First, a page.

It’s not a thing of the past anymore: Macramé and wall tapestries are making a major come-back in design and décor. Macramé is an easy and inexpensive way to add a textural piece of art to your wall. In its simplest form, macramé is a series of knots. When you arrange the knots in certain ways, you are left with patterns that can have a sculptural quality to them. Learning the basic knots is the first step to creating your own unique wall hanging.
Things You'll Need
- Cotton clothesline (200 feet)
- 32-inch dowel (approx. 3/4" in diameter)
- 2-foot leather cord
- Optional: hanging rack or hooks to support dowels while weaving
Set up an area for weaving. It is possible to create a macramé wall hanging without mounting your dowel, but having a large piece hanging as you work is ideal. You can either rest each end of your dowel onto wall hooks or, as shown here, hang the dowel from a horizontal bar.
Cut the Rope
Measure and cut your rope. You will need 16 lengths of rope, 12 feet each
Larks Head Knots
Larks head knots are typically used to attach the rope to the dowel. Fold each length of rope in half making a loop. Hold the loop behind the dowel, and bring the two ends of the rope around the front of the dowel and through the loop. Repeat with all 16 rope sections.
Half Hitch Knot
To give this wall hanging some weight towards the top, there are a series of half hitch knots to start. Bring the first left-hand rope behind and around the second rope on the left and through the loop made by the first rope. Pull tight and repeat.
Make the same knot with second and third ropes. Moving left to right, repeat this series of half hitch knots.
If the knots don’t look similar, check the tension and don’t hesitate to undo one and start again.
Diagonal Double Half Hitch
This knot is used to make diagonal lines that can be arranged into zigzags or an “X”.
The first cord will act as the “carrier cord” around which all the other cords will knot. Hold this cord at a diagonal and wrap the second cord around it and through the loop formed. Repeat. This is your first knot. Continue with the carrier cord at an angle and make the same knot with the next cord. Repeat until the diagonal is the desired length. For a diagonal going in the opposite direction, follow these steps with the carrier cord held at a diagonal in the opposite direction.
For the pattern shown, the first eight cords are knotted in a diagonal double half hitch, left to right. The second eight cords are knotted in a diagonal double half hitch, right to left. The third set of eight cords are again knotted in a diagonal double half hitch, left to right. And the last eight cords are knotted in a diagonal double half hitch, right to left. That sequence will create two “V” shapes with the cording.
Gather the four cords at the tip of the “V” formed by the diagonal double half hitch knots.
Hold the two center cords together. Bring the left cord over the center strands and under the right cord. Bring the right cord under the center strands and then up and over the left strand. This is the first half of the square knot.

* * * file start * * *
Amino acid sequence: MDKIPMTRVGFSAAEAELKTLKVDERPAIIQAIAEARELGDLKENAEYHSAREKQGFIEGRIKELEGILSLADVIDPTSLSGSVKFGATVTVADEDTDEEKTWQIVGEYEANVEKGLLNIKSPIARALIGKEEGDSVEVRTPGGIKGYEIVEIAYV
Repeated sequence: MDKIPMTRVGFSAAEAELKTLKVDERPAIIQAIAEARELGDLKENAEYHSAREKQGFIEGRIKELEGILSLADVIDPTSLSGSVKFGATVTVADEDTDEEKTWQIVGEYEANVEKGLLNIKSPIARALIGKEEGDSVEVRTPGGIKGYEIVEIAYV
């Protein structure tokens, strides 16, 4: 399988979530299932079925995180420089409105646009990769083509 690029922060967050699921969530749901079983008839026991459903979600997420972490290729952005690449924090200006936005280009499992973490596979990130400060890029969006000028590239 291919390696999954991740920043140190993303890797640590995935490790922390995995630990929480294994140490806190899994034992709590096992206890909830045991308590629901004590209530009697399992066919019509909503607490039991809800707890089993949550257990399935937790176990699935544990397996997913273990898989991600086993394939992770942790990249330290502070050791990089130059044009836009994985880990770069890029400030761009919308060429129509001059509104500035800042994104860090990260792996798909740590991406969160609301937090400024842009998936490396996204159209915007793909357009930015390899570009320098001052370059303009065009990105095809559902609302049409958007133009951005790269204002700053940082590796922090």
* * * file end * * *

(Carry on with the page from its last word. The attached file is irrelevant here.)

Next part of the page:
To make the second half of the square knot, bring the right cord over the center pair and under the left cord. Take the left cord under the center pair and then up and over the right cord.
The floral appearance of these knots is achieved by leaving 2 inches between alternating square knots.
More Diagonal Double Half Hitch Knots
For this weaving, four additional diagonal double half hitch rows were knotted with the cords not included in the square knot mentioned above.
Alternate Square Knots
Horizontal Double Half Hitch
Take a separate length of cord and knot one end. This will be the carrier cord. As with the diagonal double half hitch, work left to right across the weaving. Bring the first cord around the carrier cord and through the loop. Repeat. Move onto the next cord. For the weaving shown, there are two rows of horizontal double half hitch knots.
More Square Knots and Diagonal Knots
For the lower portion of this weaving, square knots and diagonal double half hitch knots were repeated. Square knots were doubled up beneath the horizontal row of double half hitch knots. And the weaving is finished with intersecting diagonal double half hitch knots.
To finish off the wall hanging, trim and even out the excess cord. To add an extra layer of texture, the rope can be teased apart and fringed as shown here.
To display, wrap cording or extra cord around either end of the dowel and hang anywhere you need some unexpected neutral texture.
Feel free to experiment with these various knots to see what sort of tapestry you can make.
In 2012, Charlotte Smith left NYC and Ciburbanity [city + suburb + sanity] was born. She blogs about fixing up her historic home on a budget of twinkies and cheez-its. She has appeared on Flea Market Flip, Better Homes and Gardens and has a monthly appearance on Good Morning, CT.